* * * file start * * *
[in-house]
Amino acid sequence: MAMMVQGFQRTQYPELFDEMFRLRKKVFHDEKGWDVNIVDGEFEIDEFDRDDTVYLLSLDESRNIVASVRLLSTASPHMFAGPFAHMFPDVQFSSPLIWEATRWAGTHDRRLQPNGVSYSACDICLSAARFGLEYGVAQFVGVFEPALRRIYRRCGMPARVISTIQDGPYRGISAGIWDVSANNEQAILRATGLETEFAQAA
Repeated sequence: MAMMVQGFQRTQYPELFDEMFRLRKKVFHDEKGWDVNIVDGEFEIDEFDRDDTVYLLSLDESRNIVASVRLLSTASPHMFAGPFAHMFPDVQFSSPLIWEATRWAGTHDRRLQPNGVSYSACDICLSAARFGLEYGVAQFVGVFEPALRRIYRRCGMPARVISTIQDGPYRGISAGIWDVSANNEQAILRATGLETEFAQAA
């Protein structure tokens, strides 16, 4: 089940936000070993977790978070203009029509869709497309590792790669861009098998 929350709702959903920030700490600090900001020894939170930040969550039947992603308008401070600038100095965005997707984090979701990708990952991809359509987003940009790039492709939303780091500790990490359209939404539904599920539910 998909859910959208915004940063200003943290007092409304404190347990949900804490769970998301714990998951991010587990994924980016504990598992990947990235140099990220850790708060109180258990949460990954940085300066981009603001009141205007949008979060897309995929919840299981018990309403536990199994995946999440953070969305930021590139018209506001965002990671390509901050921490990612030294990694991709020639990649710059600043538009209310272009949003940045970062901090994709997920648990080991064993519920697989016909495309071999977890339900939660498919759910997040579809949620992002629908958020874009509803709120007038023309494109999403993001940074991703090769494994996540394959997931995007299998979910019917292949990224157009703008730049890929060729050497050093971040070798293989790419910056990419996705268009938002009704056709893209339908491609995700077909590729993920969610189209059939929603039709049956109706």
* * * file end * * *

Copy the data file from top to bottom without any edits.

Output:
[in-house]
Amino acid sequence: MAMMVQGFQRTQYPELFDEMFRLRKKVFHDEKGWDVNIVDGEFEIDEFDRDDTVYLLSLDESRNIVASVRLLSTASPHMFAGPFAHMFPDVQFSSPLIWEATRWAGTHDRRLQPNGVSYSACDICLSAARFGLEYGVAQFVGVFEPALRRIYRRCGMPARVISTIQDGPYRGISAGIWDVSANNEQAILRATGLETEFAQAA
Repeated sequence: MAMMVQGFQRTQYPELFDEMFRLRKKVFHDEKGWDVNIVDGEFEIDEFDRDDTVYLLSLDESRNIVASVRLLSTASPHMFAGPFAHMFPDVQFSSPLIWEATRWAGTHDRRLQPNGVSYSACDICLSAARFGLEYGVAQFVGVFEPALRRIYRRCGMPARVISTIQDGPYRGISAGIWDVSANNEQAILRATGLETEFAQAA
């Protein structure tokens, strides 16, 4: 089940936000070993977790978070203009029509869709497309590792790669861009098998 929350709702959903920030700490600090900001020894939170930040969550039947992603308008401070600038100095965005997707984090979701990708990952991809359509987003940009790039492709939303780091500790990490359209939404539904599920539910 998909859910959208915004940063200003943290007092409304404190347990949900804490769970998301714990998951991010587990994924980016504990598992990947990235140099990220850790708060109180258990949460990954940085300066981009603001009141205007949008979060897309995929919840299981018990309403536990199994995946999440953070969305930021590139018209506001965002990671390509901050921490990612030294990694991709020639990649710059600043538009209310272009949003940045970062901090994709997920648990080991064993519920697989016909495309071999977890339900939660498919759910997040579809949620992002629908958020874009509803709120007038023309494109999403993001940074991703090769494994996540394959997931995007299998979910019917292949990224157009703008730049890929060729050497050093971040070798293989790419910056990419996705268009938002009704056709893209339908491609995700077909590729993920969610189209059939929603039709049956109706």